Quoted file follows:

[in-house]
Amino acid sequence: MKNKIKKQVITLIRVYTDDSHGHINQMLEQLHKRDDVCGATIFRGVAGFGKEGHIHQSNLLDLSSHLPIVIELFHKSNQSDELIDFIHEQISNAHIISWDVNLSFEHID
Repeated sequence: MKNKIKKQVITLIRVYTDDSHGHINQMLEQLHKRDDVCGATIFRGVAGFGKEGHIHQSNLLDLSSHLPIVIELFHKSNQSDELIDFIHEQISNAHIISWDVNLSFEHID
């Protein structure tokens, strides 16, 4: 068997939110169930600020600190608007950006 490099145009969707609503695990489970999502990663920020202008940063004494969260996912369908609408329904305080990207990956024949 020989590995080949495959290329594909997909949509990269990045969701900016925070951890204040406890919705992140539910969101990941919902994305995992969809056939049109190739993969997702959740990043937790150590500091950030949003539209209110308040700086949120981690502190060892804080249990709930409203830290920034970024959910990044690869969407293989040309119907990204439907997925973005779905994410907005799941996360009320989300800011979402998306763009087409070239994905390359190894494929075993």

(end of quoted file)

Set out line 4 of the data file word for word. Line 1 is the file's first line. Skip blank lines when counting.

């Protein structure tokens, strides 16, 4: 068997939110169930600020600190608007950006 490099145009969707609503695990489970999502990663920020202008940063004494969260996912369908609408329904305080990207990956024949 020989590995080949495959290329594909997909949509990269990045969701900016925070951890204040406890919705992140539910969101990941919902994305995992969809056939049109190739993969997702959740990043937790150590500091950030949003539209209110308040700086949120981690502190060892804080249990709930409203830290920034970024959910990044690869969407293989040309119907990204439907997925973005779905994410907005799941996360009320989300800011979402998306763009087409070239994905390359190894494929075993």